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Irvin v. Yates

United States District Court, E.D. California

June 20, 2017

KAJAUNA KENYATTA IRVIN, Plaintiff,
v.
JAMES A YATES, et al., Defendants.

          ORDER DENYING PLAINTIFF'S MOTION TO STAY THE PROCEEDINGS, DENYING MOTION FOR APPOINTMENT OF COUNSEL, AND DENYING REQUEST TO FURTHER EXTEND THE DEADLINES [ECF NO. 166]

         Plaintiff Kajauna Kenyatta Irvin is appearing pro se in this civil rights action pursuant to 42 U.S.C. § 1983 and the Religious Land Use and Institutionalized Persons Act (“RLUIPA”). The case was removed from state court on October 14, 2010.

         Currently before the Court is Plaintiff's motion to stay the proceedings and for appointment of counsel, filed June 13, 2017.

         A. Motion for Appointment of Counsel

         Plaintiff does not have a constitutional right to appointed counsel in this action, Rand v. Rowland, 113 F.3d 1520, 1525 (9th Cir. 1997), and the court cannot require any attorney to represent plaintiff pursuant to 28 U.S.C. § 1915(e)(1). Mallard v. United States District Court for the Southern District of Iowa, 490 U.S. 296, 298 (1989). However, in certain exceptional circumstances the court may request the voluntary assistance of counsel pursuant to section 1915(e)(1). Rand, 113 F.3d at 1525.

         Without a reasonable method of securing and compensating counsel, the court will seek volunteer counsel only in the most serious and exceptional cases. In determining whether “exceptional circumstances exist, the district court must evaluate both the likelihood of success on the merits [and] the ability of the [plaintiff] to articulate his claims pro se in light of the complexity of the legal issues involved.” Id. (internal quotation marks and citations omitted).

         The test for exceptional circumstances requires the Court to evaluate the Plaintiff's likelihood of success on the merits and the ability of the Plaintiff to articulate his claims pro se in light of the complexity of the legal issues involved. See Wilborn v. Escalderon, 789 F.2d 1328, 1331 (9th Cir. 1986); Weygandt v. Look, 718 F.2d 952, 954 (9th Cir. 1983). Circumstances common to most prisoners, such as lack of legal education and limited law library access, do not establish exceptional circumstances that would warrant a request for voluntary assistance of counsel. In the present case, the Court does not find the required exceptional circumstances, as Plaintiff has failed to demonstrate a likelihood of success on the merits or that he is unable to sufficiently articulate his claims. Accordingly, Plaintiff's motion for appointment of counsel will be DENIED without prejudice.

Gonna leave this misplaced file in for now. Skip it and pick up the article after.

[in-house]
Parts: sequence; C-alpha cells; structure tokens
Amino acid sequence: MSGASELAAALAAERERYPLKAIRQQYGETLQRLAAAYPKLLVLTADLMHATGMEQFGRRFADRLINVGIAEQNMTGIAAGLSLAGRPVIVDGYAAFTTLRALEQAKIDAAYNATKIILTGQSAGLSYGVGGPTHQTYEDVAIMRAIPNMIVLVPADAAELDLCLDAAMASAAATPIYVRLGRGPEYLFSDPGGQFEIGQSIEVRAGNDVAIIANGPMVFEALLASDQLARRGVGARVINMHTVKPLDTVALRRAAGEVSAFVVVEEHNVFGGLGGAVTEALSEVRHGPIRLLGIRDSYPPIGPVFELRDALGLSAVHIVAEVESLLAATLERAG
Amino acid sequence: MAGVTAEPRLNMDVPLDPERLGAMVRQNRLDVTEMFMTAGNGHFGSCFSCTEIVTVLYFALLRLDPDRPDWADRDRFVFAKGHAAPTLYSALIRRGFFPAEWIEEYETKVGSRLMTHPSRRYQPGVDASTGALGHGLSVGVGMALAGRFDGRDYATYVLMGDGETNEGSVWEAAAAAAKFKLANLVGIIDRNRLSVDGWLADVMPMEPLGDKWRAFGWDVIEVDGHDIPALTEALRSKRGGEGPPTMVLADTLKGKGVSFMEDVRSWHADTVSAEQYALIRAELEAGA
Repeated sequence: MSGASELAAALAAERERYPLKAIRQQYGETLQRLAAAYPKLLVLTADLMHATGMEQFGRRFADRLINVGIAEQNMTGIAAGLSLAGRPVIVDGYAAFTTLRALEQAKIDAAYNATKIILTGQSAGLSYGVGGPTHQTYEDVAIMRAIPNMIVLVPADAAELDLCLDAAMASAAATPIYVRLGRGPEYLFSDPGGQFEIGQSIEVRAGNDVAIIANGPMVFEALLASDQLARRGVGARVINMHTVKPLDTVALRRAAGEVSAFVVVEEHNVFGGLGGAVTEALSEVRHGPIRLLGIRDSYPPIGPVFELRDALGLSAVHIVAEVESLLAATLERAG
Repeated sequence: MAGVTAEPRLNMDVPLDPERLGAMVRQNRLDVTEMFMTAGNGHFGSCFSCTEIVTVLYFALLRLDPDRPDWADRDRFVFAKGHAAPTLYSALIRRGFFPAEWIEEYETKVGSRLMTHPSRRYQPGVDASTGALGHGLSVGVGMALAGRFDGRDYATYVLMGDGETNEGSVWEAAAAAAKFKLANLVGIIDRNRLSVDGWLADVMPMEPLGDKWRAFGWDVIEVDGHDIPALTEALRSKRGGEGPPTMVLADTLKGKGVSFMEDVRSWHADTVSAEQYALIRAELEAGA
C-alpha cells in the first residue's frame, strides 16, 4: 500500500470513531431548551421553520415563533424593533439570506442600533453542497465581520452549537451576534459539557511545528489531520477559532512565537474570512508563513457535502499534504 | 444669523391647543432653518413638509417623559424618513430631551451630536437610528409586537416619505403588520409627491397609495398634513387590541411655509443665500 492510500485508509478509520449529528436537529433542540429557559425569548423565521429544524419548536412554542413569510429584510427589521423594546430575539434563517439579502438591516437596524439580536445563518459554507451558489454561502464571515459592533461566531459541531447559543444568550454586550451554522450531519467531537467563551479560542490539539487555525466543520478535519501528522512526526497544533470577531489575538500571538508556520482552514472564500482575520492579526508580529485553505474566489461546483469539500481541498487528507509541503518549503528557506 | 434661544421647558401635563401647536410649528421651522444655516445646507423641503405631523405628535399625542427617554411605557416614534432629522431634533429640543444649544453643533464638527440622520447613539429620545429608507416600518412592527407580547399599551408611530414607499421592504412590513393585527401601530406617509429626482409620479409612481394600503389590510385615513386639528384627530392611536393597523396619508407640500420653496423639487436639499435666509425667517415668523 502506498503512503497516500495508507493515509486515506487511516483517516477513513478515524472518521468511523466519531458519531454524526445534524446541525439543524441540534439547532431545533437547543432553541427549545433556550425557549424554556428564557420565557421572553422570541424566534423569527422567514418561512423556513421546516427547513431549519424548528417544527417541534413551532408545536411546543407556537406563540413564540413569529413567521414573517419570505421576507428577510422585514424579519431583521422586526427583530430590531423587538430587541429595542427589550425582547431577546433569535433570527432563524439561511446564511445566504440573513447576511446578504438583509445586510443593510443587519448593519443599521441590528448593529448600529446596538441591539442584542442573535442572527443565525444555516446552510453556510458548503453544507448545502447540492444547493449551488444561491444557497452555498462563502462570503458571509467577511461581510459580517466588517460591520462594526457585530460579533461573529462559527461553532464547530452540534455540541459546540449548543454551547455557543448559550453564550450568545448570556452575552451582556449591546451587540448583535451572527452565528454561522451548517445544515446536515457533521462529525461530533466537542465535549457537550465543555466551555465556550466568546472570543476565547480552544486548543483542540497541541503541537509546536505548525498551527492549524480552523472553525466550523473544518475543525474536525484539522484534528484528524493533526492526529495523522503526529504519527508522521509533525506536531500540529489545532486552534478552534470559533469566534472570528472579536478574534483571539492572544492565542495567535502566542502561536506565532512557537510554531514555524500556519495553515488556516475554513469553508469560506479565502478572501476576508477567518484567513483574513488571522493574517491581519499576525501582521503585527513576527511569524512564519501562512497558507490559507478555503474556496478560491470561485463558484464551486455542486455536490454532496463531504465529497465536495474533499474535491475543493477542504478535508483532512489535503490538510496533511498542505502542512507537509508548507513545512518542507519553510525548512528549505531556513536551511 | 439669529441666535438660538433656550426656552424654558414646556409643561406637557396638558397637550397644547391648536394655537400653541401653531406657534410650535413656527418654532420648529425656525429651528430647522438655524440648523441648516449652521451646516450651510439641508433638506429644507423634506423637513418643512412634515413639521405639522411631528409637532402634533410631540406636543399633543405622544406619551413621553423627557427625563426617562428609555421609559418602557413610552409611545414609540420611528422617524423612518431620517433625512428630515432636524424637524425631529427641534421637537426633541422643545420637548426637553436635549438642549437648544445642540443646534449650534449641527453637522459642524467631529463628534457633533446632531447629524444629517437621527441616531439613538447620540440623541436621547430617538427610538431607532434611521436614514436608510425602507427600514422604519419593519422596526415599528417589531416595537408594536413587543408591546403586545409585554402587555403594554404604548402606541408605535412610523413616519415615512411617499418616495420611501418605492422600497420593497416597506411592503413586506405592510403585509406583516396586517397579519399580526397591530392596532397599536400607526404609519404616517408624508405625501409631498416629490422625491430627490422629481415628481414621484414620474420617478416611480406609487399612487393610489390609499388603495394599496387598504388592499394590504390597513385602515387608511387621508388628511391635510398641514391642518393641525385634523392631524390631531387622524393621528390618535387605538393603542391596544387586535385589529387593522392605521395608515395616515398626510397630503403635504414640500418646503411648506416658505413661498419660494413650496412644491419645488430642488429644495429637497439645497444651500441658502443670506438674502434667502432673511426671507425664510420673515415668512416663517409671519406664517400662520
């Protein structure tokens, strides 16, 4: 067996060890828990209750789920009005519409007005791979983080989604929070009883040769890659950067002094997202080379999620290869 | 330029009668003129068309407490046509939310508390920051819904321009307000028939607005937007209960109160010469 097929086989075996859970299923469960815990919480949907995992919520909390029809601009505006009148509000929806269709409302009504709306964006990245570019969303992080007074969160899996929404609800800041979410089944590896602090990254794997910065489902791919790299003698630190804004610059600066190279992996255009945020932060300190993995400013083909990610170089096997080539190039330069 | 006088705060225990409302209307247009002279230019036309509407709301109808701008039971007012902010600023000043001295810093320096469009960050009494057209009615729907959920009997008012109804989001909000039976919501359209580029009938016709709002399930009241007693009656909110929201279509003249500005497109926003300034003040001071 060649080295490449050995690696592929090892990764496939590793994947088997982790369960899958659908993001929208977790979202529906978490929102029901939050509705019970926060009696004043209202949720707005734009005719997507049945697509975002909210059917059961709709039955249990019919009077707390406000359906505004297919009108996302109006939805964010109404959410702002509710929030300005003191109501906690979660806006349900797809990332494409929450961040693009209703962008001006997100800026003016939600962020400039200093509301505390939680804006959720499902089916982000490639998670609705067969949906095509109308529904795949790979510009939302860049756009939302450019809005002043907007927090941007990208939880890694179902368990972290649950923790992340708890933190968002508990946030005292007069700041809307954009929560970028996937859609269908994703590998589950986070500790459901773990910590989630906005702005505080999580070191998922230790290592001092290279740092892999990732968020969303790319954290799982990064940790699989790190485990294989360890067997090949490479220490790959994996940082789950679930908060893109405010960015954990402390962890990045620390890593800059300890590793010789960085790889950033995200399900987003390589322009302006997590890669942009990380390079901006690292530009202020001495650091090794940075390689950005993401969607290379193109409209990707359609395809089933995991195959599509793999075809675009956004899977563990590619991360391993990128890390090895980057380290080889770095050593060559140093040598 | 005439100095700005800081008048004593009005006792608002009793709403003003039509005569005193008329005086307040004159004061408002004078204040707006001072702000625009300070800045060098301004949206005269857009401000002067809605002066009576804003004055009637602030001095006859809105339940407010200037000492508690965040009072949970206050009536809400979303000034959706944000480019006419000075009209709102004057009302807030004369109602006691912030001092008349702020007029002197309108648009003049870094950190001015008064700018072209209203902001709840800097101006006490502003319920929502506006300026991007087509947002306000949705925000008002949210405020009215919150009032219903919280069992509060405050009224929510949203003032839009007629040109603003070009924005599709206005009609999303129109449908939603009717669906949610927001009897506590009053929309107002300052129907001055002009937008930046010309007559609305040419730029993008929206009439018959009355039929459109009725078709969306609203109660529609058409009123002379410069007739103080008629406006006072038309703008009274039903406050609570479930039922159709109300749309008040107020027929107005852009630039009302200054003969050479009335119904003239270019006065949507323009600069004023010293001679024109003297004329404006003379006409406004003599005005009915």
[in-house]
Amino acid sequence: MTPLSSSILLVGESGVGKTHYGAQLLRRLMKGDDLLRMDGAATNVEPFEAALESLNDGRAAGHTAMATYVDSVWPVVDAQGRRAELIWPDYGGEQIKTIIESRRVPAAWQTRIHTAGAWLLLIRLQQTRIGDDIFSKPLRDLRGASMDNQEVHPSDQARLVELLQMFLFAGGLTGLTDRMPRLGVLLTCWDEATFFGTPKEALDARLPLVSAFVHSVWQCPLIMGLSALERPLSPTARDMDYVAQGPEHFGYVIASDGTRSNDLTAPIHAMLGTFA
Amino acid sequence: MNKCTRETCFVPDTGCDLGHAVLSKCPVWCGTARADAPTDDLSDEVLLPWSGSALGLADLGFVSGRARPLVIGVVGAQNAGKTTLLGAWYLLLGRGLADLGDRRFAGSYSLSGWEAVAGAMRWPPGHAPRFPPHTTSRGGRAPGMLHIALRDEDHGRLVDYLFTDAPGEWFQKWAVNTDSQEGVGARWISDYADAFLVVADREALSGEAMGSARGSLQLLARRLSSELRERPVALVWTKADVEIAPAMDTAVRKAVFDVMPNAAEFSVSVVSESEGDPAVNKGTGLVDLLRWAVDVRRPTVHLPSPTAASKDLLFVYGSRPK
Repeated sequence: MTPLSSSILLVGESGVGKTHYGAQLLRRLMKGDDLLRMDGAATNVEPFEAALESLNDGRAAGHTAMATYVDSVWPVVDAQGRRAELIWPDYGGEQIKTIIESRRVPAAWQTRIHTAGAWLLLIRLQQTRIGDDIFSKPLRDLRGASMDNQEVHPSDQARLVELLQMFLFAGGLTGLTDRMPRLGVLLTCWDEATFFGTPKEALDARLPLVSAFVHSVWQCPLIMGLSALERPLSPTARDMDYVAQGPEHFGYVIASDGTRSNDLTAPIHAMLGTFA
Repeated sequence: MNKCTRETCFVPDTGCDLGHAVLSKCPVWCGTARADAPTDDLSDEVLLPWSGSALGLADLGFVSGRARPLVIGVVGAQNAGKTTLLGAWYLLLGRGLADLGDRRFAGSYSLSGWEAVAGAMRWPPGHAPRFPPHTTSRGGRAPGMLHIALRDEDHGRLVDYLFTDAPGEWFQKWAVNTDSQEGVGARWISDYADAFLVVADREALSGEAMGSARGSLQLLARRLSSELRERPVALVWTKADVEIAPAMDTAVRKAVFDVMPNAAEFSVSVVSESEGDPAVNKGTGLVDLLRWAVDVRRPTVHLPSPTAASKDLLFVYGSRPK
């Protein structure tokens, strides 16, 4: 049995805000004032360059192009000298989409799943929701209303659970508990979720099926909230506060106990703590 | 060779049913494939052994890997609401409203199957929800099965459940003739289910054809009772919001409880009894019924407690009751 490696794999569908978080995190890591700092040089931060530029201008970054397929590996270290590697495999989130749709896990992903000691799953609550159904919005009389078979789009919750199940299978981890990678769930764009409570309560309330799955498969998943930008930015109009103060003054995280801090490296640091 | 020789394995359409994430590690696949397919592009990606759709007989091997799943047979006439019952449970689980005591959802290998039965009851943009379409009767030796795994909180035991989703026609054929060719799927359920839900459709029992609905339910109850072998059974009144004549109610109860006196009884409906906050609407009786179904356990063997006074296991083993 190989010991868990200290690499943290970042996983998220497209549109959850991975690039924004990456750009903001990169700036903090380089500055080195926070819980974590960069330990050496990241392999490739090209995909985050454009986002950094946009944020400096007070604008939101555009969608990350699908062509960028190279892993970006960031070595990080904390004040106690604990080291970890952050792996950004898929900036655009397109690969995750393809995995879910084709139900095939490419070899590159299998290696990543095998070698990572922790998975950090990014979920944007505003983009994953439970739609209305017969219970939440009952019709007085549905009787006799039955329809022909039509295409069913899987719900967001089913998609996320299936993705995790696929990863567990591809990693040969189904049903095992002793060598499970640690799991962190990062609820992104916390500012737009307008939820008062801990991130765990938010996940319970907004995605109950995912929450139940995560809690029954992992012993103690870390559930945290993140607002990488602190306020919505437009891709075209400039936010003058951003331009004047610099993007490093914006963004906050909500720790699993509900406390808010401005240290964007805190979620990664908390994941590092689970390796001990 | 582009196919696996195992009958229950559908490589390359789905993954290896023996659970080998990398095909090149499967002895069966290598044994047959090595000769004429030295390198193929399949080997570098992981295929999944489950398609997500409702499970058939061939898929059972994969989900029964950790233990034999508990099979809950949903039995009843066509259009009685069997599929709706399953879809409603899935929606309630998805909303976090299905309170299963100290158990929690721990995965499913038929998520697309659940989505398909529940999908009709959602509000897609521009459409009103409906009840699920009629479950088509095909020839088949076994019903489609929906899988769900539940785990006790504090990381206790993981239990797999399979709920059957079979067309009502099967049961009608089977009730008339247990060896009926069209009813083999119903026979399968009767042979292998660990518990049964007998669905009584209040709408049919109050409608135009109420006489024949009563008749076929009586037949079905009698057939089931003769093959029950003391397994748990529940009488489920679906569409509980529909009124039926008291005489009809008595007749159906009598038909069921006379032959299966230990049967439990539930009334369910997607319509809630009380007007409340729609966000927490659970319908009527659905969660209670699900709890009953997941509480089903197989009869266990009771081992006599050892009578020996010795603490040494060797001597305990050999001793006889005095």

B. Motion to Stay

         “The District Court has broad discretion to stay proceedings as an incident to its power to control its own docket.” Clinton v. Jones, 520 U.S. 681, 706 (1997) (citing Landis v. N. Am. Co., 299 U.S. 248, 254 (1936)). In determining whether to grant a motion to stay, “the competing interests which will be affected by the granting or refusal to grant a stay must be weighed.” Lockyer v. Mirant Corp., 398 F.3d 1098, 1110 (9th Cir. 2005).

         The Court finds that a stay is not warranted in this case. While Plaintiff may be suffering from certain physical limitation, such limitations do not support the finding that Plaintiff is unable to prosecute his case. The Court has previously granted Plaintiff several previous extensions of time to comply with the applicable deadlines, and there is no current deadline pending. Indeed, the filing of the instant motion indicates that Plaintiff is able to litigate this action.

         C. Motion to Further Extend Deadline

         To the extent Plaintiff seeks a further extension of time to oppose Defendants' pending motion for summary judgment, his request must be denied.

         On January 17, 2017, the Court denied Plaintiff's fourth motion for an extension of time to file an opposition, noting that Plaintiff has failed to demonstrate extraordinary circumstances despite having been granted three prior extensions. In the interest of justice and based on Plaintiff's representation that his opposition would be complete and mailed by January 23, 2017, the Court extended the deadline to January 23, 2017.

         Now almost five months later, Plaintiff has failed a motion to stay and request for appointment of counsel claiming that was unable to comply with the Court's deadline. Plaintiff contends that he “was unable to meet the courts 1-23-2017 deadline [ECF No. 163] due to severe pain, discomfort and mobility limitation of my right arm; affecting my ability to write or even lift objects with my dominant right hand. Additionally, I had no Law Library access from 1-23 through on or about 2/5 or 2/8/2017, and no one to assist me or write or type my legal work.” (Mot. at 5:2-6.) Plaintiff contends that he was unable to respond to Defendant Guthery's February 10, 2017, joinder in the pending motion for summary judgment filed by the other Defendants. Plaintiff submits that on April 24, 2017, he had surgery to repair his rotator cuff and bicep, and on May 18, 2017, he was medically transferred to Nativadad Medical Center due to an infection. (Id. at 5.) Plaintiff was discharged on May 23, 2017. On June 2, 2017, Plaintiff was transported to San Joaquin Hospital for follow-up. (Id.)

         As just stated, the firm deadline to respond to Defendant's pending motion for summary judgment expired on January 23, 2017, which provided Plaintiff with over eighth months to respond to the motion. In addition, any opposition to Defendant Guthery's joinder motion was due on or before March 3, 2017. See Local Rule 230(1) ...


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